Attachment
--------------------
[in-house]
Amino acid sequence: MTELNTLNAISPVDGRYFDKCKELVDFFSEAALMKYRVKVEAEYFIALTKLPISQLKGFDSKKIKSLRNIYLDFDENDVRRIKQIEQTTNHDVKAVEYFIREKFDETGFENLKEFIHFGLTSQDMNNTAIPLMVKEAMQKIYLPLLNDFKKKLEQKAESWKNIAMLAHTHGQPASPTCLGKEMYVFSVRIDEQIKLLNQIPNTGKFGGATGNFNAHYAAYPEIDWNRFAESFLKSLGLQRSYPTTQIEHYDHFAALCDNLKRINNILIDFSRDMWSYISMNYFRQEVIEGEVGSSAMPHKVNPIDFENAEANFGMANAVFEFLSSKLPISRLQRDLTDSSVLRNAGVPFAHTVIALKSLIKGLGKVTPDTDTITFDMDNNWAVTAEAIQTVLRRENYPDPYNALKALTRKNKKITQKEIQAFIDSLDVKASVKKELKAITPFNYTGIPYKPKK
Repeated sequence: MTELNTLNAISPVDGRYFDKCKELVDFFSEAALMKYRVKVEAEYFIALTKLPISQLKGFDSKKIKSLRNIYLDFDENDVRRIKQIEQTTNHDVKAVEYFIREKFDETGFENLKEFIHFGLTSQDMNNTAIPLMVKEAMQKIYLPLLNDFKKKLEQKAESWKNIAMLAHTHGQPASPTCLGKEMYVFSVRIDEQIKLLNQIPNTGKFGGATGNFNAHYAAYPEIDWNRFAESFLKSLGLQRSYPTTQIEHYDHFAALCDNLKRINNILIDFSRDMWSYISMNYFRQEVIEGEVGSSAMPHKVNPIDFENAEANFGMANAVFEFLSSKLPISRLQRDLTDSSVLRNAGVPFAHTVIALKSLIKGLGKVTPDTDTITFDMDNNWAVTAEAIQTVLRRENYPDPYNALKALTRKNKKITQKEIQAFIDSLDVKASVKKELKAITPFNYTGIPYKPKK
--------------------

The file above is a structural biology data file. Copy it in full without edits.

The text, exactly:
[in-house]
Amino acid sequence: MTELNTLNAISPVDGRYFDKCKELVDFFSEAALMKYRVKVEAEYFIALTKLPISQLKGFDSKKIKSLRNIYLDFDENDVRRIKQIEQTTNHDVKAVEYFIREKFDETGFENLKEFIHFGLTSQDMNNTAIPLMVKEAMQKIYLPLLNDFKKKLEQKAESWKNIAMLAHTHGQPASPTCLGKEMYVFSVRIDEQIKLLNQIPNTGKFGGATGNFNAHYAAYPEIDWNRFAESFLKSLGLQRSYPTTQIEHYDHFAALCDNLKRINNILIDFSRDMWSYISMNYFRQEVIEGEVGSSAMPHKVNPIDFENAEANFGMANAVFEFLSSKLPISRLQRDLTDSSVLRNAGVPFAHTVIALKSLIKGLGKVTPDTDTITFDMDNNWAVTAEAIQTVLRRENYPDPYNALKALTRKNKKITQKEIQAFIDSLDVKASVKKELKAITPFNYTGIPYKPKK
Repeated sequence: MTELNTLNAISPVDGRYFDKCKELVDFFSEAALMKYRVKVEAEYFIALTKLPISQLKGFDSKKIKSLRNIYLDFDENDVRRIKQIEQTTNHDVKAVEYFIREKFDETGFENLKEFIHFGLTSQDMNNTAIPLMVKEAMQKIYLPLLNDFKKKLEQKAESWKNIAMLAHTHGQPASPTCLGKEMYVFSVRIDEQIKLLNQIPNTGKFGGATGNFNAHYAAYPEIDWNRFAESFLKSLGLQRSYPTTQIEHYDHFAALCDNLKRINNILIDFSRDMWSYISMNYFRQEVIEGEVGSSAMPHKVNPIDFENAEANFGMANAVFEFLSSKLPISRLQRDLTDSSVLRNAGVPFAHTVIALKSLIKGLGKVTPDTDTITFDMDNNWAVTAEAIQTVLRRENYPDPYNALKALTRKNKKITQKEIQAFIDSLDVKASVKKELKAITPFNYTGIPYKPKK